Two takeout dinners?
The iconic Melrose Diner, the stainless steel and neon touchstone for generations of Philadelphians, may have a date with the wrecking ball, according to a city wrecking permit.
Melrose owner Michael Petrogiannis also obtained a demolition permit for the nearby Broad Street Diner, which had been closed for a long time before buying and renovating it in 2011, according to city records.
The Melrose and Broad Street are still operating as usual in South Philadelphia.
Sources said Petrogiannis intended to raze the Melrose, which opened in 1956 in a sprawling one-story building on a triangular lot bounded by West Passyunk Avenue, Snyder Avenue and 15th Street. Petrogiannis plans to build a taller structure, possibly with apartments above a new restaurant on the first floor, the sources said, speaking on condition of anonymity.
Petrogiannis’ plans for the Broad Street Diner, five minutes away on the southeast corner of Broad and Ellsworth streets, were not known. City records reviewed by The Inquirer show that the demolition permit for this property was approved on June 28.
The permit was new to the office of City Council member Kenyatta Johnson, who represents the Second District, including Melrose. His assistant Vincent Thompson said Johnson would contact Petrogiannis next week to assess the situation at what he called a “legendary location”. Any new construction would have to be approved by the community, Thompson said.
Petrogiannis did not respond to messages seeking comment. News of Melrose’s demo permit began spreading late Friday on social media. A Melrose official, who declined to be named, told The Inquirer that only an unused garage on the site, not the restaurant itself, was being demolished. Social media users who called the restaurant said they were told of a similar scenario.
But plans for the Melrose show that the entire property and its two adjoining brick buildings are part of the demolition plan and that the block will be surrounded by a chain-link fence during the process.
City records also indicate that earlier this year the two parcels of the site were merged into one, easing the way for demolition. When Petrogiannis applied for a liquor license for the Melrose in 2018, he only told The Inquirer that he had “big plans” in the works.
The Melrose, best known for its baked goods, its people-watching in the middle of the night, and its catchy jingle (“Everyone who knows, go to Melrose”), dates from the Depression.
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Dick Kubach, in the hardware business in Germany, came to the United States in 1929, according to a family history. Kubach went to work at a linoleum factory, but after he began to lose his hearing, he quit to work at a restaurant in North Philadelphia.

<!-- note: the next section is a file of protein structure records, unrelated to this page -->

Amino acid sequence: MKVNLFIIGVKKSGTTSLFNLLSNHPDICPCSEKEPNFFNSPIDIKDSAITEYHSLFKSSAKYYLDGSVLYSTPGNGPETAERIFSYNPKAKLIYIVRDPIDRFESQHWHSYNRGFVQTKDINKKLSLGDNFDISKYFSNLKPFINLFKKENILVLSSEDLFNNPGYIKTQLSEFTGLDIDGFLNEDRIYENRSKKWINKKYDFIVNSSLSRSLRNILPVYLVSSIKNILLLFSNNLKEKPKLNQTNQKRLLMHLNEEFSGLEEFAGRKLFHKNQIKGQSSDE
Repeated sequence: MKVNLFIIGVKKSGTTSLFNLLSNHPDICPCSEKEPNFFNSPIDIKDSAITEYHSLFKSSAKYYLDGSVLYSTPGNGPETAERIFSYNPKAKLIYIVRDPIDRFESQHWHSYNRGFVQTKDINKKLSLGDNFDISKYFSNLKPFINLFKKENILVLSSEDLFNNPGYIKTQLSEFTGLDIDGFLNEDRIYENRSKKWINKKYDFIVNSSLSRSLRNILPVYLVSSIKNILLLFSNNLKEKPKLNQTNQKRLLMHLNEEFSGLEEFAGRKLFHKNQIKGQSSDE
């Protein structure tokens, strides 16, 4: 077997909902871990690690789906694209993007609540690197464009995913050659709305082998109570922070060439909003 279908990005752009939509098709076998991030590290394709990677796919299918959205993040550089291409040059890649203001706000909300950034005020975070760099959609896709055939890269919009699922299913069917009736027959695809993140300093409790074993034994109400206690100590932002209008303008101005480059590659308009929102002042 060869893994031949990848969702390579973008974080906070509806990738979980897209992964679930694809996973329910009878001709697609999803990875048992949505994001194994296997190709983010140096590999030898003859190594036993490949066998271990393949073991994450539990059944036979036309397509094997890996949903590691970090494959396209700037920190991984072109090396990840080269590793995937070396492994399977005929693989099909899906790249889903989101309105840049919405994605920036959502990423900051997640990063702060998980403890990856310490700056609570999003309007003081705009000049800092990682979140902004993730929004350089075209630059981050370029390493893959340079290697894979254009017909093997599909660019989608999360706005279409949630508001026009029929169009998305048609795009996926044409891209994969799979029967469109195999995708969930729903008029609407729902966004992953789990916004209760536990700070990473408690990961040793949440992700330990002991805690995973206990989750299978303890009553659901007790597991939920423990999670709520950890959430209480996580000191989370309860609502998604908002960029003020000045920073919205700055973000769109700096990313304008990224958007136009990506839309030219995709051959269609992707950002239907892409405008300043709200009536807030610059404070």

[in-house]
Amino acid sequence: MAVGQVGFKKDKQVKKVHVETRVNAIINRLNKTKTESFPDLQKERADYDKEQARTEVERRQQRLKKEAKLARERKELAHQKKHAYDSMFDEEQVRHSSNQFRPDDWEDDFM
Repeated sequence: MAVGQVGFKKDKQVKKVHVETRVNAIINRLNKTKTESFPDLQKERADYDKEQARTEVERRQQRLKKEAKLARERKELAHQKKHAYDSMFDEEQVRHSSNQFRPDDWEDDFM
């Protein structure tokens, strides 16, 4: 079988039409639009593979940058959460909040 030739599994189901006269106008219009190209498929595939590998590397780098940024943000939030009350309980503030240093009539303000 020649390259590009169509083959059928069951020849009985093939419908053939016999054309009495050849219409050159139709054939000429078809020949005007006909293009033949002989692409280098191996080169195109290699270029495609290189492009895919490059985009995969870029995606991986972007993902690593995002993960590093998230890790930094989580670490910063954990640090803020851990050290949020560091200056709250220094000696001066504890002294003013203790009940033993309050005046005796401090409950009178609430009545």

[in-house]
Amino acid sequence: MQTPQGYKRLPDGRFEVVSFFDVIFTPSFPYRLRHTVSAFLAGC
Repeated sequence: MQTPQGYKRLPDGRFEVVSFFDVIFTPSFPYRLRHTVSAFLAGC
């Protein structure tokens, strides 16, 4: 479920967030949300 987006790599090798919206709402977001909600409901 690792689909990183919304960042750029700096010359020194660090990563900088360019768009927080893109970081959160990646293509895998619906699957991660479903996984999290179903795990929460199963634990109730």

In 1940, Kubach took over a 19-stool restaurant at 1610 W. Passyunk Ave., according to a story prepared by the Smithsonian Institution.
Kubach’s son, Richard Kubach Jr., told The Inquirer in 2007 that he was named after a box from Mel’s Tomatoes, which had an image of a rose on the label. Kubach senior asked a sign painter to start with the word Email and add a rose. The painter, however, lacked artistic skill and simply wrote the word.
In 1956, Kubach Sr. moved the business across 16th Street to its current location, which was at one time a police and fire station.
In the Melrose’s heyday, it was open 24 hours a day and lined up most of the time with a South Philadelphia cross-section sitting side by side at both counters: you had your politicians, your celebrities, your corporate staff. St. Agnes Hospital down the street, shift workers, students and retirees. The crowd after the last call could be frightening and delicious at the same time. Unrelated patrons had to share tables, adding to the tradition.
The Melrose is now open from 8 a.m. to 10 p.m. daily. Broad Street is open from 8 a.m. to 3 p.m.
In 2007, Richard Kubach Jr., who had started working for his father at the age of 12, handed over the keys to Petrogiannis, who came to the United States from Greece as a teenager and owns restaurants such as the Mayfair and the Warminster. West.
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The Melrose was a 24-hour restaurant at the time of the sale. Kubach told The Inquirer he normally has to search for the keys once a year – at Christmas, the only day the Melrose is closed.
The Melrose was closed for several months in 2019 by a ceiling fire. It was operating outdoors, awkwardly, at the height of the pandemic.
It makes sense that Petrogiannis decided to develop the properties rather than continuing to operate them as restaurants. The restaurant era, at least in Philadelphia, has been fading for a few years, even before the pandemic, amid the rise of 24-hour food delivery services and Wawa stores.
The closures of Midtown III in the city center and the City Diner on Broad and South streets in 2020 were just the latest. The South Street Diner, which was open 24 hours before switching to nights last year, is now only open during the day.